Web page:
A Classic Teenage Relationship Dynamic Where Both Girls and Boys Lose

photo by j. gaddis

photo by j. gaddis

The other day I watched what I judge as a very common teenage boy/girl dynamic.

Two early-teen boys are saying goodbye to three early-teen girls. The boys, as they walk away shout “aren’t you going to give us a hug?”

And, as I ride by on my bike, I see the three girls each react and pause as if they are not sure what to do. Perhaps each one checked in with herself for an instant. Then, they each looked to the each other or the peer leader to make the call. (“strength in numbers” they might have thought quietly). Within nano-seconds, they collectively decided to move toward the boys and, my guess is, give them a hug. I rode past them so I didn’t get to stay for the outcome. I can only speculate.

I get there are many, many unknown variables working here, yet there’s a theme I see in teens that plays out in adults I see every day. Here’s my take of what I see as a common girl/boy dynamic in this culture.

Since the boys are unwilling to be direct and ask for a hug, they put the ball in the girls court so they don’t have to face any kind of rejection. If the girls do reject the offer to hug the boys, the boys get to blame the girls. “Bitches.” This way, the boys set themselves up as victims and the girls are the persecutors.

Let’s say any one of the girls didn’t want a hug. If she wants to stay true to herself and say “no thank you” she risks being judged, rejected, or labeled “bitch” by the boys, and strangely, also by her girl friends. She risks losing attention and respect from the both the boys and the girls. The other option is to override her “no” and give the boys a hug. Here she abandons herself and her integrity in order to maintain whatever kind of relationship she has had with the boys. This is a classic “double bind” where, in her world, she is screwed either way.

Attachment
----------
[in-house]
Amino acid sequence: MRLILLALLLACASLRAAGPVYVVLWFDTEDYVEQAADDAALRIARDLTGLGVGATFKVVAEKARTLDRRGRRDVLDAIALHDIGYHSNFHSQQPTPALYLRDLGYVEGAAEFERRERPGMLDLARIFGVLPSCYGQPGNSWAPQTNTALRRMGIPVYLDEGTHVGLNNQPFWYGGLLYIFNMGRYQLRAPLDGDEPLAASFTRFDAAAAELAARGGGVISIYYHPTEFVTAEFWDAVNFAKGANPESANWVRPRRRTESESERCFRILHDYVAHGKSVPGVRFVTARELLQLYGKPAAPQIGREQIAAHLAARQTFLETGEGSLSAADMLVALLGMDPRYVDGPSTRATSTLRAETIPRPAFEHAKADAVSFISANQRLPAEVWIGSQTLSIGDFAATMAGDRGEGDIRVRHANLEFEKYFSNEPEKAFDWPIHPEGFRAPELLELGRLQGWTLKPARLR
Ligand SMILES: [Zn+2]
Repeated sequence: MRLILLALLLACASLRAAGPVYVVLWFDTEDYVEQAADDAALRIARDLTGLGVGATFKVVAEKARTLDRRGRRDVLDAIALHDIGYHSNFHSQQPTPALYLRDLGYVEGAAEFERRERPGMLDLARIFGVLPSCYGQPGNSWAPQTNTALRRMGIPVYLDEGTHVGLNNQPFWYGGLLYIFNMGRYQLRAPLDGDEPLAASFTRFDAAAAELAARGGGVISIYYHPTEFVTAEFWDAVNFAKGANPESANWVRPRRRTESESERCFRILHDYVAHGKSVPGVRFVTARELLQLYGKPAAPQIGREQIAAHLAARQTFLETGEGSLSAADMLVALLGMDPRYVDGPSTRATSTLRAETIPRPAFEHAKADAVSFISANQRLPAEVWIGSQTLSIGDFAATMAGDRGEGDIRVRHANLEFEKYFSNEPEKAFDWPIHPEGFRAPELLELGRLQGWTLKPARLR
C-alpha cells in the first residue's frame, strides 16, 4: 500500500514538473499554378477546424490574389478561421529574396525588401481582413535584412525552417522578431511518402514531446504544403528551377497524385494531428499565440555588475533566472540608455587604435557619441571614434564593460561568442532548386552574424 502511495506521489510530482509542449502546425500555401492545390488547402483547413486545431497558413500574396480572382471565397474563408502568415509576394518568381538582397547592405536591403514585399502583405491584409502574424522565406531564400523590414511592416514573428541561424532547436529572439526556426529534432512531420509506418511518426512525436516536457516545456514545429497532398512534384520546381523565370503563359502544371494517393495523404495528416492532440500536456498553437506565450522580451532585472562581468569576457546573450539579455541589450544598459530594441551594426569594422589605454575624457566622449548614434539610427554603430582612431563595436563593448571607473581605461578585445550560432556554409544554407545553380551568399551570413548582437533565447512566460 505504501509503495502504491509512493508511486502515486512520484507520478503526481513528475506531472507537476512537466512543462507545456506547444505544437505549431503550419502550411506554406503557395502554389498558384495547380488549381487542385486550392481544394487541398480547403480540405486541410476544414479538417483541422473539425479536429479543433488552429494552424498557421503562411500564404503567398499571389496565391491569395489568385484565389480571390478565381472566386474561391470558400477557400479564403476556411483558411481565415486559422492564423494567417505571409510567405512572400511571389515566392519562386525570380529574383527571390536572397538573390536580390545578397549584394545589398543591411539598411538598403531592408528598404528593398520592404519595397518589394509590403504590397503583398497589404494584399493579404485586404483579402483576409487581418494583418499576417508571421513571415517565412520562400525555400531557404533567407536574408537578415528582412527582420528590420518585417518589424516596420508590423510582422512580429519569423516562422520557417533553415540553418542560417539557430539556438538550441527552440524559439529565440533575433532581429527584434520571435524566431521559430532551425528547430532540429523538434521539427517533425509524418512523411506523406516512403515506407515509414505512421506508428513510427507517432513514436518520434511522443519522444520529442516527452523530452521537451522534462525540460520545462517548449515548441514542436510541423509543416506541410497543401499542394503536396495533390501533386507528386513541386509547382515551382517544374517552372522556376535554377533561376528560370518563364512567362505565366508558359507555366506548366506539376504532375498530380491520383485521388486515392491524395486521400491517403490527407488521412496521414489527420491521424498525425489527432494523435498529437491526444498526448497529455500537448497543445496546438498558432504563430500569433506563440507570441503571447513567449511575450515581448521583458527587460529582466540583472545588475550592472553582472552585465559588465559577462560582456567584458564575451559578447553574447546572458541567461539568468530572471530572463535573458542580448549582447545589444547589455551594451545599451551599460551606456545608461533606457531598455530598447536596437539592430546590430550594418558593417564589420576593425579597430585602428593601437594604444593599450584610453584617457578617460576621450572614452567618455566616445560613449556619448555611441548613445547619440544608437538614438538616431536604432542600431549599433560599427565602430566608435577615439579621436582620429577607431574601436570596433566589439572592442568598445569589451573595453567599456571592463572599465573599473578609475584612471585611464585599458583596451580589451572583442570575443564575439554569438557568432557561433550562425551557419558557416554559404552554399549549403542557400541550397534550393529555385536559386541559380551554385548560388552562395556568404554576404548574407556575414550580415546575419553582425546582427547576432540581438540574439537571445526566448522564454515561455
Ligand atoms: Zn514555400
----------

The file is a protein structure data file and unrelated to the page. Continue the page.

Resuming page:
Of course, the double bind is one she creates herself and fortunately there is a way out for her. Freedom is to stay true to herself and her power and not give it away. It’s different of course if she feels genuinely inspired to hug the boys. In that case, she can stay true to her own integrity while hugging them because that’s what she genuinely wants to do.

And, the two boys in the scene were equally out of their own integrity. Instead of putting the ball in the girl’s court, the boys could instead be direct and ask for what they want. “Hey, I’d like to give you a hug as we say goodbye, cool?” Here, the boy is willing to risk rejection, be okay with it, and not blame the girl. In fact, this rare kind of boy then honors the girl for staying true to herself and his respect for her increases instead of decreasing. This is a more self-confident boy who then grows to be a self-confident man who respects women in their power and isn’t threatened by them.

The ultimate cost here? Self-betrayal. Ouch.

Not surprisingly, this dynamic plays out in adult relationships everywhere. Notice where you are participating in some way and commit to no longer playing that game. Be direct and truthful. Most importantly be true to YOU.

Bottom line for me as a parent? This inspires me to teach, train, and transmit to my two children to trust themselves and to stay true to themselves, no matter the cost, while showing respect to all parties involved.


  • will

    Reply Reply September 6, 2012

    Being direct and asking for what you want is crucial….something I remind myself to do all the time and especially when I’m around my 2 young boys. The easy way out is indirect.

  • Jeni

    Reply Reply September 12, 2012

    Great post! Thanks!

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